What is a tariff and why is it important?
A business energy tariff is essentially the pricing structure for your supplier. As well as the rates suppliers will use to calculate your bills, it may include features, contract durations, and additional discounts or charges. Your tariff therefore determines what you pay, and when you can switch suppliers.
What tariff are you on?
Your current tariff should appear on your bill. Ofgem wants all suppliers to provide a Tariff Information Label on bills - a breakdown of key facts about the tariff including its name, type, unit rate, daily charges and end date. It's important you know all these details if you're considering switching supplier.
Common types of business energy tariff
- Fixed - With a fixed business energy tariff you will be agreeing to pay a guaranteed unit rate and daily charge for the duration of the contract. Pros: you're protected from those constantly rising costs. Cons: you'll be tied in for the duration, often with a fee for cancelling early.
- Variable - The cost per unit is subject to fluctuations. Pros: cost per unit may be cheaper than Fixed when you start the tariff. Cons: rates could go up at any time.
- Time of use - Price per unit can vary depending on the time of day - a smart meter is needed for this tariff. Pros: if your business operates mostly at off-peak times, you could save. Cons: peak rates can be expensive.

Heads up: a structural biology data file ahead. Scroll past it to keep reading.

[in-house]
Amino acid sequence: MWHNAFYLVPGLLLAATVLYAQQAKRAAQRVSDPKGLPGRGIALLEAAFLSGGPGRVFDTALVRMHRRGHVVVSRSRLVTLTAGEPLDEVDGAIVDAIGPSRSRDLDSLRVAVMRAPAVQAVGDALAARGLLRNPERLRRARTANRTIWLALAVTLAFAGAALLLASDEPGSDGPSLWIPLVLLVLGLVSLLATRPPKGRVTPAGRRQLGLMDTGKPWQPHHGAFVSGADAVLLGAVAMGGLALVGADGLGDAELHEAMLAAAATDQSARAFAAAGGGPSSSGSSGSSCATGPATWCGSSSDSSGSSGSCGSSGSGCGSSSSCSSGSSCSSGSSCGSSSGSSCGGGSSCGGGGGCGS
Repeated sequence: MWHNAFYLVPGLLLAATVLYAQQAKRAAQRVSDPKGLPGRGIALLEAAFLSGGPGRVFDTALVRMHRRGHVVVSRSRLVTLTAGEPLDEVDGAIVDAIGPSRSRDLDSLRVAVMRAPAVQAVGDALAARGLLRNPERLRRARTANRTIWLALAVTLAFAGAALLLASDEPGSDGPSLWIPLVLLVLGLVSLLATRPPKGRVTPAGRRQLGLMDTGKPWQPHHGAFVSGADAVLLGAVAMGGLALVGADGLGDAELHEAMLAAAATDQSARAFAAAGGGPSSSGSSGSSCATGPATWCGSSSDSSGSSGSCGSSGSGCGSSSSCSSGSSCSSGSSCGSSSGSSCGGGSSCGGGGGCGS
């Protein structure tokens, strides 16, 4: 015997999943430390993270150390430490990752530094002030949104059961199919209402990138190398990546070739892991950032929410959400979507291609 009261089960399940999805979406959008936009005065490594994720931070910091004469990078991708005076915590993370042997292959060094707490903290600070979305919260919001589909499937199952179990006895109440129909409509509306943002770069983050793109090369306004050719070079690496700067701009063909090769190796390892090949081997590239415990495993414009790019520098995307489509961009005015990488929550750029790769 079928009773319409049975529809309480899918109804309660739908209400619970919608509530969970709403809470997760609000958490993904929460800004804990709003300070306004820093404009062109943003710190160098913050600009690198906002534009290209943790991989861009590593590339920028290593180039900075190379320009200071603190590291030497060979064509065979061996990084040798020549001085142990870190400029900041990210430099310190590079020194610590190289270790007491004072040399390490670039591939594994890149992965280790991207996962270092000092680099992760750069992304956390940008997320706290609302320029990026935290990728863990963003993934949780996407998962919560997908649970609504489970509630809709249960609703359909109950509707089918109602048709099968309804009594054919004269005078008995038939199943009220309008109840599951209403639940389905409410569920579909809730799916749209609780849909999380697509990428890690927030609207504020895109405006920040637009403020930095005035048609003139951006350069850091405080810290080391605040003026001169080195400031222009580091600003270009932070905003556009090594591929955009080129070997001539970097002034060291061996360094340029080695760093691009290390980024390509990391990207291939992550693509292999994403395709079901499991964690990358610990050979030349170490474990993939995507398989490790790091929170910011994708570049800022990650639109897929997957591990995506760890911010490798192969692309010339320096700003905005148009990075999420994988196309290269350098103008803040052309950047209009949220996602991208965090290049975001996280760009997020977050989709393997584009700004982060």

- Green - Tariffs that are certified by Ofgem as having some benefit to the environment, such as using renewable energy sources. Pros: minimises your impact on the environment. Cons: usually a bit more expensive.
- Default or Deemed - The tariff you will automatically be placed on when you first move into a new premises, or if your contract comes to an end. Pros: you're free to shop around and switch as soon as you find a suitable tariff as there is no end date or notice period. Cons: usually more expensive than a contract.
Additional discounts and charges
Remember that additional savings can be made with a Dual Fuel tariff (i.e. combining your business gas and electricity with one supplier), if you choose to pay by Direct Debit, and occasionally if you opt out of paper bills and manage your account online instead.
Meanwhile, read any tariff information carefully to find the contract length and the exit fees you will need to pay if you cancel before this date.
Finding the right energy tariff for you
The good news is Ofgem is working hard to make tariffs easier for customers to understand – with changes introduced in early 2014 that will really help anyone trying to save money. The tariff information label for example makes it clear what you're paying and why; suppliers also need to provide a tariff comparison rate (TCR) which gives an indication of how tariffs compare.
Of course, switching providers can be a time consuming and often confusing process. For expert help finding the cheapest prices available to you, as well as contract terms and conditions that meet your needs, contact our business energy comparison team on 0330 333 4106. Make sure you have details to hand of the tariff you are currently on, so we can accurately estimate what you'll save.